a)“Here you go, mate.”

b)“Take this, my friend.”

c)“Is this the one you require?”

iv) In class, a teacher asks you a question, but you don't know the answer.

a)“I don't know.”

b)“How am I supposed to know?”

c)“I'm not sure. Could you explain, please?”

Merit challenge

1) Find an example of an example of where the writer has used an informal register in your reading book. Write it here:

Look through your exercise book. Have you used any formal register? Highlight an example and get your partner to check it.

Review learning

Record the rules for using the appropriate register in the box below.

Progress timeline

How confident are you with register?

Bright Sparks Extension tasks

What is an auxiliary verb and when would I use one?

Helping verbs or auxiliary verbs such as will, shall, may, might, can, could, must, ought to, should, would, used to, need are used in conjunction with main verbs to express shades of time and mood. The combination of helping verbs with main verbs creates what are called verb phrases or verb strings. In the following sentence, "will have been" are helping or auxiliary verbs and "studying" is the main verb; the whole verb string is underlined:

· As of next August, I will have been studying chemistry for ten years.

Be

Do

Have

amisarewaswerebeingbeen

doesdodid

hashavehadhaving

Modal Auxiliary Verbs – can, could, do, may, might, ought, used to.

Examples: Can I take your dog, Toto, for a walk to the park?

Susana could sing as well as dance.

Do you know the Eight Parts of Speech, my dear?

May I have the pleasure of dancing with you?

I might go to the party with Hannah.

Michael ought to look for another job in the hospital.

I used to design pencil sharpeners before I became famous

Task 1

Underline the complete verb in each sentence. Circle the helping verb (auxiliary verb).

1. Jason will play video games tomorrow.

2. The surgeon has operated many times before.

3. My little sister is singing like a rock star.

4. Scott can kick better than anyone on the team.

5. The beautiful sailboat was built in 1985.

6. Sarah is walking her puppy in the park.

7. Jake and his dad are using the computer.

8. Mom will bake special cookies for the party.

9. Tim had given his mother some flowers.

10. The very small girl can ski all by herself.

Identifying the Complete Verb. Underline the main verb and the auxiliary

verb(s) in the following sentences. Do not include any modifiers.

1. When are you going on your canoe trip?

2. Mr. Costello is constantly giving us directions.

3. Jim should have pitched his tent sooner.

4. Joe could have been badly injured.

5. The new paints are constantly being improved.

6. We will be electing class officers tomorrow.

7. The snowfall had not quite ended at six this morning.

8. I shall certainly miss you next week.

9. Mrs. Barnes has always given generously to charity.

10. The price of most food is rising again.

11. How many books have you read this year?

12. I have already seen that TV program.

13. The old man does not walk to town any more.

14. Nancy and Mark have been given major parts in the school play.

15. Your good deed will never be forgotten.

16. Ms. Smith has definitely agreed to our suggestions.

17. The new club officers will have been chosen by tomorrow evening.

18. You could have gone to the party without me.

19. Mr. Davis has never neglected his work before.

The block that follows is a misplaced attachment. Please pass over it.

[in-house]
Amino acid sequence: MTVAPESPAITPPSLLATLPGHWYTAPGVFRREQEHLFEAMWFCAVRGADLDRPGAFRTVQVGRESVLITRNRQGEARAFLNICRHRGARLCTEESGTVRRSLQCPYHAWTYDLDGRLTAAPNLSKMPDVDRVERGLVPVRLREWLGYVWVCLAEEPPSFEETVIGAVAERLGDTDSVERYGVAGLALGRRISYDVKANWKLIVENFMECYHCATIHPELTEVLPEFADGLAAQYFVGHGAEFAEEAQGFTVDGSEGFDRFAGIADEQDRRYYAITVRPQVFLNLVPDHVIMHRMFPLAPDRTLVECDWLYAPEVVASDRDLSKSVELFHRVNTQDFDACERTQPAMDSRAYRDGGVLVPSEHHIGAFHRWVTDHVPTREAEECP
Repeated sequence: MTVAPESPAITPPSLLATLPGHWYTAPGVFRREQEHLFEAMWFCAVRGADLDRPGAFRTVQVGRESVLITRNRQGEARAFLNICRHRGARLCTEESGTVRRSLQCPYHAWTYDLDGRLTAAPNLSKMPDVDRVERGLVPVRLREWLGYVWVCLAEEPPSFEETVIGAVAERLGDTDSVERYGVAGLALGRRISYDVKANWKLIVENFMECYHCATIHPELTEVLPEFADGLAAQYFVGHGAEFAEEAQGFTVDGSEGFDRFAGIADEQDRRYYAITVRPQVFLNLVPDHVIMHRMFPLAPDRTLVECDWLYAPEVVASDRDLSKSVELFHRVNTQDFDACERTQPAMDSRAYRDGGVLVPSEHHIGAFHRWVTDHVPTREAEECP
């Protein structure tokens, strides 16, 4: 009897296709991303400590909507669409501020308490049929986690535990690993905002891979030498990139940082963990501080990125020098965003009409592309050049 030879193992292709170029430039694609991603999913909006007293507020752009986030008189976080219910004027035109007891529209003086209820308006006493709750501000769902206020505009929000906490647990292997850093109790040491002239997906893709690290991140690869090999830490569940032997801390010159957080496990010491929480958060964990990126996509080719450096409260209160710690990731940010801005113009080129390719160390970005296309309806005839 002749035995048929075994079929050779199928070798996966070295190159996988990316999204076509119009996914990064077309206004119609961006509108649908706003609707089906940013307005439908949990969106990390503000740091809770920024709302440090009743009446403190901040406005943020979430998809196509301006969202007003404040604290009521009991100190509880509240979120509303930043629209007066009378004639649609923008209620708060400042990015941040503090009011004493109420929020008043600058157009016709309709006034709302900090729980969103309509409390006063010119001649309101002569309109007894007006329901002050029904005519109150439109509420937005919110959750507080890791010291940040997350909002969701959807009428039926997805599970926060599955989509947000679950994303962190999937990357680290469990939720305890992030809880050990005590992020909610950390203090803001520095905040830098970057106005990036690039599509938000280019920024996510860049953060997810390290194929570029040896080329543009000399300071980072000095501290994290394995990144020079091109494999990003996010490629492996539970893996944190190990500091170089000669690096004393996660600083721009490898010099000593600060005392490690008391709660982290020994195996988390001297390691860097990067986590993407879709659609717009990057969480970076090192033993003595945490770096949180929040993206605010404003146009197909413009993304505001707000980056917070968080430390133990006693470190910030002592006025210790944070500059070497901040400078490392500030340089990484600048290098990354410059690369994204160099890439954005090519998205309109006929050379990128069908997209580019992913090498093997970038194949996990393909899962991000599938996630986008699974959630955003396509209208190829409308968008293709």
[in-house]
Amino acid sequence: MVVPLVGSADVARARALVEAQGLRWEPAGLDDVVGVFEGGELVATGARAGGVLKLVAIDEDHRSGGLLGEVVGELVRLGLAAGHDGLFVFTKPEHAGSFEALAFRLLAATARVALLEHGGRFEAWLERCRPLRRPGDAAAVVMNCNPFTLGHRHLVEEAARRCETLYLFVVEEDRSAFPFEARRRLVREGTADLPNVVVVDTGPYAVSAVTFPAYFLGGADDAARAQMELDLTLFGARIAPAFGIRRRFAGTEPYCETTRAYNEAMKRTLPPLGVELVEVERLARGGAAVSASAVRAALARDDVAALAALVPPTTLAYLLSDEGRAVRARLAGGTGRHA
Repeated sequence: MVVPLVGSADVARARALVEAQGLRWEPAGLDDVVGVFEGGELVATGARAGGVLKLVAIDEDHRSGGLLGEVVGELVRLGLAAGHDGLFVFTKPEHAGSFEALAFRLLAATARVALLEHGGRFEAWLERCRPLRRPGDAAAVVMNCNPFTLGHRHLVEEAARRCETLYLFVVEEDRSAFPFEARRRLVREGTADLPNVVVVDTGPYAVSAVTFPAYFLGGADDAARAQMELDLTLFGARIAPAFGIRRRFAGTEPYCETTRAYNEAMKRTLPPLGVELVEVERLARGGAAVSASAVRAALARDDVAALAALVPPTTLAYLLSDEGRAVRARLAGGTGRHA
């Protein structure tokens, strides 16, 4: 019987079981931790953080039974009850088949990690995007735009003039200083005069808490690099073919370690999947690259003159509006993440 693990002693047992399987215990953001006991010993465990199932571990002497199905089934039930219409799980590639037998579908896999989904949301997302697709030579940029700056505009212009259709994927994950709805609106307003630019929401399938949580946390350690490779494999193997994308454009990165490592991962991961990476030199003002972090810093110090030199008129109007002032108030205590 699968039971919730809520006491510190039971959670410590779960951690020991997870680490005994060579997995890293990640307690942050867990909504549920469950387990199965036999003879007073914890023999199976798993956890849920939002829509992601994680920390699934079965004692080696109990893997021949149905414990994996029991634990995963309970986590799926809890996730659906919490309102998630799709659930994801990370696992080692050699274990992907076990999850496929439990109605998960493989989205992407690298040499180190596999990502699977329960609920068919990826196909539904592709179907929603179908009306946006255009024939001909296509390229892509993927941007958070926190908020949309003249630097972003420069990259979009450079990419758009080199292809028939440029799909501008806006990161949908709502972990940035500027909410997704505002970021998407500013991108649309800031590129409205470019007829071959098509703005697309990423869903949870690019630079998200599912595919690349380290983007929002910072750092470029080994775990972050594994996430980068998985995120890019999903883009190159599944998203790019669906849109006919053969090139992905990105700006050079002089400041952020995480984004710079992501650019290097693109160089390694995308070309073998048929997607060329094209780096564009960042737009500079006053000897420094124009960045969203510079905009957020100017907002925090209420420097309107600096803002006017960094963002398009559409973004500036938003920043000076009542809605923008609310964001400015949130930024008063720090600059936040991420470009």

20. Our team could have played in the state tournament.

Finite and non-finite verbs

What is a finite verb and when would I use one?

Rules:

A Finite verb is one that can be used with a subject to make a tense.

I walked to school yesterday. We watched the cricket match together.

The finite forms of the verb are those which signal contrasts of number, tense, person and mood.

Show a contrast in tense:

She works in London. She worked in London.

Show a contrast in number and person:

He works. They work. I am. You are.

Allow the expression of facts, possibilities wishes, and other contrasts of mood:

He asked that the car be moved. It was moved.

A finite verb is a word like break, work, broke, sing, write etc. Finite verbs change their form according to the number and person of the subject. For instance, when the subject is a singular noun, the finite verb break changes its form into breaks. Finite verbs are also governed by the tenses. For instance, when the sentence is in the simple past tense, the finite verb break changes its form into broke. Similarly, work changes into worked and sing changes into sang in the past tense.

Non-finite verbs do not change their form according to the number and person of the subject. Examples are gerunds, participles and infinitives.

I like reading.He likes reading

Here the verb like is finite because it changes its form according to the number and person of the subject. The gerund reading is non-finite because it does not change its form according to the number and person of the subject.

There are three non-finite forms of the verb:

The -ing participle: I’m going. They’re going. He was going. Going home, I/ we/they felt concerned.

The -ed participle:

I’ve asked. He was asked. They were asked. Asked to come home early, I/you/we arrived at 3.

The base from used as an infinitive: They might see. I’ll see. He wants to see.

Task 1

Add a finite verb to the subordinate clause in each sentence:

When the bus _____________, the children all rushed off.

The horses were grazing happily until the motorbike ______________ past their field.

When Thomas __________________ the news, he did not believe it.

Find out the finite and non-finite verbs in the sentences given below:

1.    He gave me a chair to sit.2.    It was a sight to see.3.    I want to buy some clothes.4.    Barking dogs seldom bite.5.    He is about to leave.6.    It is time to start.7.    He was wearing a torn shirt.8.    He had his shoes polished.9.    They got the roof repaired.10.  Finding the door open I went inside.